Coffee and Cholesterol Levels
Recent findings reported in the Center for Disease Control’s Vital Signs show that one in six adults have high cholesterol. This puts them at a higher risk for cardiovascular disease (CVD), the leading cause of death in the United States. Whether or not coffee consumption contributes to the development of CVD is still unclear, however, there may be a link between high cholesterol and unfiltered coffee and here is how…
First of all, what is cholesterol?
As defined by WebMD, cholesterol is a "waxy, fat-like substance made in the liver and other cells and found in certain foods, such as food from animals, like dairy products, eggs, and meat.” Our bodies need cholesterol in order to function properly, but if too much is present then health problems may develop. When there is an excess of cholesterol in the body, plaque forms in the body’s arteries, narrowing the space for blood flow to the heart. Eventually, all of this buildup causes hardening of the arteries called atherosclerosis, which leads to CVD.
Treatment for CVD accounts for $1 in every $6 US health dollars spent. This costs the nation a staggering $300 billion every year in direct medical costs and that number is rapidly increasing!
In order for cholesterol to travel through the blood, it has to attach itself to a protein. This duo is called a lipoprotein. The main types of cholesterol that you are probably familiar with are low density lipoproteins (LDL) and high density lipoproteins (HDL). LDL or “bad” cholesterol can cause the buildup of plaque on the wall of the arteries. The more LDL there is in the blood, the greater the risk of heart disease. On the other hand, HDL or “good” cholesterol helps the body get rid of bad cholesterol in the blood. The lower the HDL levels then the greater your risk of CVD.
Coffee and Cholesterol
There have been recent studies citing that drinking unfiltered coffee, such as prepared with a French press or percolator, is related to an increase in LDL levels. One study conducted in 2001 by Doctor Michael Klag looked at the relationship between coffee consumption and cholesterol levels. Klag and his colleagues found that drinking an average of six cups of coffee a day was associated with increased total cholesterol and LDL. However, most cases of increased “bad” cholesterol levels were linked to unfiltered coffee.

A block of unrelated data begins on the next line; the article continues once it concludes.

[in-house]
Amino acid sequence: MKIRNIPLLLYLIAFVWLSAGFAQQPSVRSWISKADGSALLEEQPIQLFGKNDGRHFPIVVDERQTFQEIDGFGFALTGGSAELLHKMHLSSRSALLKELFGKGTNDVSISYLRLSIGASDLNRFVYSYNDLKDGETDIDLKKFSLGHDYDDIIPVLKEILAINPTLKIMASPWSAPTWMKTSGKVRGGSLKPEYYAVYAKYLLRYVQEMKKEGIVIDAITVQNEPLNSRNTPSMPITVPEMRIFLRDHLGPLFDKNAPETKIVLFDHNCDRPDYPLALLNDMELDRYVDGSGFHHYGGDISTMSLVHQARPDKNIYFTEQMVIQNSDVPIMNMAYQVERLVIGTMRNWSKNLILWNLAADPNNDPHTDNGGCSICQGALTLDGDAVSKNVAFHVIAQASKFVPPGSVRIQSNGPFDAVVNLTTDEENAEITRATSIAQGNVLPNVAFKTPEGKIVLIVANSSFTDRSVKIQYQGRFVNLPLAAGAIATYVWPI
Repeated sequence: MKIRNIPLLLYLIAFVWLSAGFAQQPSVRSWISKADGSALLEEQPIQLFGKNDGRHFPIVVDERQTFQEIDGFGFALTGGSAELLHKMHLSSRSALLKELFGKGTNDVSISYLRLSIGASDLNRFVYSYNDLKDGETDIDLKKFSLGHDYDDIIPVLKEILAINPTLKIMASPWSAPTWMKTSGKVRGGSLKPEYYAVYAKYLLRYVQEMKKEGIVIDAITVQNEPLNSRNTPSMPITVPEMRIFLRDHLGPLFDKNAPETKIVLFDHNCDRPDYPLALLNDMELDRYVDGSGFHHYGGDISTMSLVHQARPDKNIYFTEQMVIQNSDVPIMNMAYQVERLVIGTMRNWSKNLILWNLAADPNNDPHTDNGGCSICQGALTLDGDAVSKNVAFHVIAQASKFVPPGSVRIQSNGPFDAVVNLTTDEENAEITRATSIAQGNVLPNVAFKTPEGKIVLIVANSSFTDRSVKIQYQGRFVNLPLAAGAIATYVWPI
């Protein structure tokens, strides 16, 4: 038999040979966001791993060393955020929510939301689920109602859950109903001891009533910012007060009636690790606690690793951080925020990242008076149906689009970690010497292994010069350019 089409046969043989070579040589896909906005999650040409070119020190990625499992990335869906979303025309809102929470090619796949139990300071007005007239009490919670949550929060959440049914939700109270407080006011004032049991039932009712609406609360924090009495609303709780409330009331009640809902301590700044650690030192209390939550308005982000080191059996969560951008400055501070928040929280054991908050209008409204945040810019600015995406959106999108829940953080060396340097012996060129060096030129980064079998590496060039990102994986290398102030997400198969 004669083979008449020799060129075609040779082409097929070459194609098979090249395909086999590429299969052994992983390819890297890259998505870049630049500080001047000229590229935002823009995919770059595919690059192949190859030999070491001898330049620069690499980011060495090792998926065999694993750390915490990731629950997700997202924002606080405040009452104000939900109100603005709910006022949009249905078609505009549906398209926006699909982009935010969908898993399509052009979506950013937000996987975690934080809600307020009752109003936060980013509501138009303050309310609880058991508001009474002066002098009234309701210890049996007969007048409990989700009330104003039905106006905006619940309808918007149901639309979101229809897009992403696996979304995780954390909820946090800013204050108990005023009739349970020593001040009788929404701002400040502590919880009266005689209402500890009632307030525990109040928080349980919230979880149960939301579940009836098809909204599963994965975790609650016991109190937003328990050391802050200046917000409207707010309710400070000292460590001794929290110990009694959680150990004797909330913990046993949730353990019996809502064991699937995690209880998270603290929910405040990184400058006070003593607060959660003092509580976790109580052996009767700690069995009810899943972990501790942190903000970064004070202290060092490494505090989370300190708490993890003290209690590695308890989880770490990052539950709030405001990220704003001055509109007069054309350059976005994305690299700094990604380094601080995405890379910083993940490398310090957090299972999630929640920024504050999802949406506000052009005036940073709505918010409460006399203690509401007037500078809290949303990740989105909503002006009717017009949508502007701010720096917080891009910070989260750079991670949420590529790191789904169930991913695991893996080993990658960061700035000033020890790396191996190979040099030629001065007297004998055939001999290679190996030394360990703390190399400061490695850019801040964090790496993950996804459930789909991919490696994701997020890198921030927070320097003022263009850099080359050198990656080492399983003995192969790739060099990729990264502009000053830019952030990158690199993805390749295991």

The culprit is believed to be caused by the diterpenes cafestol and kahweol that are only found in coffee. In several studies, it was found that cafestol and kahweol are responsible for strongly affecting lipid metabolism with short-term intake as well as long-term consumption of unfiltered coffee. Filtered coffee reduces the cholesterol-raising effect seen in unfiltered coffee by 80%!
Klag also discovered in his 1994 study that there is an association between coffee consumption and an increased risk of heart disease, but most of the increased risk was linked to the consumption of coffee before 1975. This was due to drip coffee makers becoming more widely used in the U.S. in the mid-70’s, making filtered coffee the standard way to prepare coffee.
Should you stop using the French press?
This does not mean that you should stop using your French press, especially because as Klag points out cholesterol levels are a “combination of how you live, what you eat, and what genes you inherit.” If you live a healthy lifestyle and have low cholesterol, then you probably do not need to worry about the effects of unfiltered coffee. Smoking, being overweight, and having high blood pressure each have an increased risk of CVD than drinking unfiltered coffee.
However, it is also good to be on the safe side! I would suggest using an Aerobie Aeropress over the French press. Unlike the French press, the Aeropress has a micro-filter, which will remove the cholesterol-raising oils. Additionally, the concentrate made by the Aeropress can be drank as an espresso shot, mixed with milk for lattes, or diluted to make an Americano coffee. Now can the French press do all of that? I don’t think so!
Learn more about the Aeropress and how to use it here, and make the switch today!
Find out more information from the journal articles I used below.